Outside advisers rebuke the EPA for a rule that is “inconsistent” with the Clean Water Act. Representatives introduce bills on regulating oil and gas water use on federally managed lands, a plumbing research laboratory, invasive aquatic species, Lake Ontario flooding, and a water technology research program. U.S. oil production grows 11 percent last year. And lastly, House Democrats seek information from Nestle about the company’s bottled water business.
“The Board concluded that the proposed WOTUS rule does not incorporate best available science and as such we find that a scientific basis for the proposed Rule, and its consistency with the objectives of the Clean Water Act, is lacking.” — Excerpt from the EPA Science Advisory Board’s commentary on the agency’s revised definition of the scope of the Clean Water Act.
By the Numbers
11 percent: Growth in U.S. crude oil production in 2019, down from a 17 percent growth rate the previous year. Most of the growth occurred in the Permian basin of New Mexico and Texas. (Energy Information Administration)
House Democrats Pump Nestle for Answers
Two Democratic members of the House Committee on Oversight and Reform asked food and beverage giant Nestle to detail its water bottling practices, the Desert Sun reports.
Specifically, Reps. Harley Rouda (D-CA) and Rashida Tlaib (D-MI) asked the company to describe where it extracts water, how much it extracts, and how much revenue it earns from bottled water.
Nestle has come under fire in California for withdrawing water from springs in a National Forest under an expired permit, and in Michigan for wanting to increase groundwater pumping.
Water Bills in Congress
- Rep. John Katko (R-NY) introduced a bipartisan bill to establish a federal water technology research program, called ARPA-H2O. Modeled after energy and defense technology research programs, the water version would be housed within the EPA. It would provide grants to aid the development of novel treatment systems and water management tools.
- Rep. Katko also introduced a bill that would allow the International Joint Commission to be sued for flooding around Lake Ontario. The IJC is the binational commission that oversees waters shared by the U.S. and Canada, including Lake Ontario. A revised management plan for the lake went into effect in 2017 and allowed water levels to fluctuate within a wider range.
- Rep. Jared Huffman (D-CA) introduced that a bill that would regulate certain water uses by the oil and gas industry on federally managed public lands. The bill would require producers with federal leases to provide replacement water to other users who are affected by industry contamination. The bill also would require producers to file a water management plan with their drilling application. The bill goes on to require baseline water testing before fracking on federally managed public lands, and disclosure of chemicals used in the fracking process.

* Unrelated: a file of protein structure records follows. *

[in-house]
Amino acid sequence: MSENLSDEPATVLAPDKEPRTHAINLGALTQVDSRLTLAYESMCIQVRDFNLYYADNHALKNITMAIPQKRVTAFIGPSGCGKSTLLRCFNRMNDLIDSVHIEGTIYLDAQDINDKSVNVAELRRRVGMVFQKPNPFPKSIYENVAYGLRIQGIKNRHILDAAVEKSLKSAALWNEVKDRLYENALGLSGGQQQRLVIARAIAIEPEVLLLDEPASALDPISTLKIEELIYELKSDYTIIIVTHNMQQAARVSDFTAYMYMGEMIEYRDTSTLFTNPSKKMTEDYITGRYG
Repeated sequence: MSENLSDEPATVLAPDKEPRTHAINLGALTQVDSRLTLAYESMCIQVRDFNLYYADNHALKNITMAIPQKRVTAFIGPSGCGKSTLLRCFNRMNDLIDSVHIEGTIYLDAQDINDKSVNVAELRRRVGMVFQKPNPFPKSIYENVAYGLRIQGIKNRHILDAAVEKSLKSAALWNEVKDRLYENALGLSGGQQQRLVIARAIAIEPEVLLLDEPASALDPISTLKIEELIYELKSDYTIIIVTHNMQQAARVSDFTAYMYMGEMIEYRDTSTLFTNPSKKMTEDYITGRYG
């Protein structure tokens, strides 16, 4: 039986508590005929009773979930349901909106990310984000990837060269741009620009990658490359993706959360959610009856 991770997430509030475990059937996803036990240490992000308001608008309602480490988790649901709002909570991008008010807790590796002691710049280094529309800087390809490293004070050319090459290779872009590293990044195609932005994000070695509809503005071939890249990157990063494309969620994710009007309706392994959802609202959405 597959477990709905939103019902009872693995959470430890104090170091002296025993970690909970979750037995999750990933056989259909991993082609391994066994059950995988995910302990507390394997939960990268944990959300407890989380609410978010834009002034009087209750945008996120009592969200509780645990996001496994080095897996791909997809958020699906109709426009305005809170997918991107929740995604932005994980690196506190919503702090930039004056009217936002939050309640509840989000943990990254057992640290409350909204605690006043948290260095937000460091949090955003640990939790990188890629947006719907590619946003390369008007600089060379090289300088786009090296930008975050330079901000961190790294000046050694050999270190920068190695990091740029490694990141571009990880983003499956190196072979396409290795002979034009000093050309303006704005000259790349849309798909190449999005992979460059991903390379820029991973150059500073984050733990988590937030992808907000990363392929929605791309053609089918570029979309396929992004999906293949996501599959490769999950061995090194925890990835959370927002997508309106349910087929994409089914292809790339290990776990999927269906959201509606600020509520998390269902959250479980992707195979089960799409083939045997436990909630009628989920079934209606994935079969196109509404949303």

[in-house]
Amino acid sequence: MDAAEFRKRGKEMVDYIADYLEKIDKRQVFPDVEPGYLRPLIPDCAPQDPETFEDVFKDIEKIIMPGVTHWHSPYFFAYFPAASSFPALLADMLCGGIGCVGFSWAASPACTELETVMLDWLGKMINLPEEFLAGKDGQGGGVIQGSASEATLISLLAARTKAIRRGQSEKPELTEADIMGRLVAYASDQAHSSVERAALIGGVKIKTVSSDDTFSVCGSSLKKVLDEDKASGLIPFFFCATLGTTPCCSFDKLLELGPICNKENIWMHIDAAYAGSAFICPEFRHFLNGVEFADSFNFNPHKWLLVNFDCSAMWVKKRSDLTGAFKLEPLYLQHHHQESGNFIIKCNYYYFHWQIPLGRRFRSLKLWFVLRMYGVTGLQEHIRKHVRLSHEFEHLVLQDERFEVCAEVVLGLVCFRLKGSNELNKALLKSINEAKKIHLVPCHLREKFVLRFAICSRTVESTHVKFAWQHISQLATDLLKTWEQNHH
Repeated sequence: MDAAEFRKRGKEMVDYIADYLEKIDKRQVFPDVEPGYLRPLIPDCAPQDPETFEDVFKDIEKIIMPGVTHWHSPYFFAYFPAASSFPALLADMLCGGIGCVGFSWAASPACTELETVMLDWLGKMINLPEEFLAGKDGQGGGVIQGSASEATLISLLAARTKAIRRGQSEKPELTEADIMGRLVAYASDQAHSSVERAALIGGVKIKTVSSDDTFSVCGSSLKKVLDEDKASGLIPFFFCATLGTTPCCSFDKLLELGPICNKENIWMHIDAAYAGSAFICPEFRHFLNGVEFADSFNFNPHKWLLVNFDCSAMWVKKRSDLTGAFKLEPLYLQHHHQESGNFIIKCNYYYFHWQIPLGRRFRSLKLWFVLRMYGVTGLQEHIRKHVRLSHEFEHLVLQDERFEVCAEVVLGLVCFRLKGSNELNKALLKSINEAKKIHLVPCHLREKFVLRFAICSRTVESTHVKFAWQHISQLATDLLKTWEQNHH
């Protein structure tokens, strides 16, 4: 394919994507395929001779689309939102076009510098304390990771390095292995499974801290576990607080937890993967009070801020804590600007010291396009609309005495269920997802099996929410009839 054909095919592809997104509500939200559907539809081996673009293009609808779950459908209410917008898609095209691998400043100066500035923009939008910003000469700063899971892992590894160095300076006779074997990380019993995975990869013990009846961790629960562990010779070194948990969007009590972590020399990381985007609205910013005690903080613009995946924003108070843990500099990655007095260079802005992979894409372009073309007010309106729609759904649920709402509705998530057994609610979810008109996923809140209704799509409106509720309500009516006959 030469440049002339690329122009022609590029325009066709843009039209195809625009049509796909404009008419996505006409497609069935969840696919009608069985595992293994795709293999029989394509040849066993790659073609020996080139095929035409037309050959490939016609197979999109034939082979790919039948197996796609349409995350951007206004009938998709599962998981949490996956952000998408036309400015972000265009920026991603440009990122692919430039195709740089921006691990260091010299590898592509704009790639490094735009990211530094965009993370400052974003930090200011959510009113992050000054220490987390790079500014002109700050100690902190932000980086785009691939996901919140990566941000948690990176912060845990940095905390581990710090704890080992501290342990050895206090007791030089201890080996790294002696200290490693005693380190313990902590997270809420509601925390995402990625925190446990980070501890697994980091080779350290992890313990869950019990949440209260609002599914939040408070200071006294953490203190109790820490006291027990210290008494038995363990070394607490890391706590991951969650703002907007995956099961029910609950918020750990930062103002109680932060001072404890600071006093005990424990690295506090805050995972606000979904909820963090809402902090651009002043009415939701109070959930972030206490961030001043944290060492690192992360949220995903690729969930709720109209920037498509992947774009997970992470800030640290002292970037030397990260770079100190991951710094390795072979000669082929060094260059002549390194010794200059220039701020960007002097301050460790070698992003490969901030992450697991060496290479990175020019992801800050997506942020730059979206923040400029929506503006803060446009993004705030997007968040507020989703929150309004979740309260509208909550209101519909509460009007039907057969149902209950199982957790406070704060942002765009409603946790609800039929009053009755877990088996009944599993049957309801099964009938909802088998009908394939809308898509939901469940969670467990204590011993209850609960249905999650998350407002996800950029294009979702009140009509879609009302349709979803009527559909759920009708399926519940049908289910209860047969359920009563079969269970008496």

- Rep. Matt Cartwright (D-PA) introduced a bill to establish a plumbing research laboratory within the National Institute of Standards and Technology. Research would focus on “premise plumbing,” which is the pipe network within buildings.
- Rep. Ben McAdams (D-UT) introduced a bipartisan bill to slow the spread of aquatic invasive species in the American West. The bill would authorize the Bureau of Reclamation to split the costs of watercraft inspection stations 50-50 with states. Zebra and quagga mussels, which clog water intake pipes, can hitch a ride on boats.
- Rep. Dan Kildee (D-MI) sponsored a bipartisan bill that would require the EPA to build a website with information about testing the quality of household water wells. That information is supposed to include potential contaminants, a list of laboratories that analyze water samples, and treatment options.
Studies and Reports
Science Advisers Rebuke EPA Over Water Rule
The EPA’s revised definition of the scope of the Clean Water Act, which the Trump administration finalized in January, “decreases protection for our Nation’s waters,” according to a commentary from the agency’s science advisory board.
The board members went on to say that the rule is inconsistent with the goals of the landmark water protection law and that it is not based on science. Board members argued that there is a scientific rationale — if not a legal one — for extending water pollution protections to more wetlands than are included in the administration’s rule, and to groundwater and irrigation canals.
Board members are appointed by the EPA administrator and advise the agency on the scientific basis for policymaking.
Four members of the 44-member board did not agree with the commentary. All four were appointed during the Trump administration.
On the Radar
- On March 11, the House Appropriations Committee will discuss the effects of PFAS exposure on members of the military. Maureen Sullivan, the deputy assistant secretary of defense, is scheduled to testify.
- On March 11, the House Transportation and Infrastructure Committee hears testimony on FEMA’s priorities.
Brett writes about agriculture, energy, infrastructure, and the politics and economics of water in the United States. He also writes the Federal Water Tap, Circle of Blue’s weekly digest of U.S. government water news. He is the winner of two Society of Environmental Journalists reporting awards, one of the top honors in American environmental journalism: first place for explanatory reporting for a series on septic system pollution in the United States(2016) and third place for beat reporting in a small market (2014). He received the Sierra Club’s Distinguished Service Award in 2018. Brett lives in Seattle, where he hikes the mountains and bakes pies. Contact Brett Walton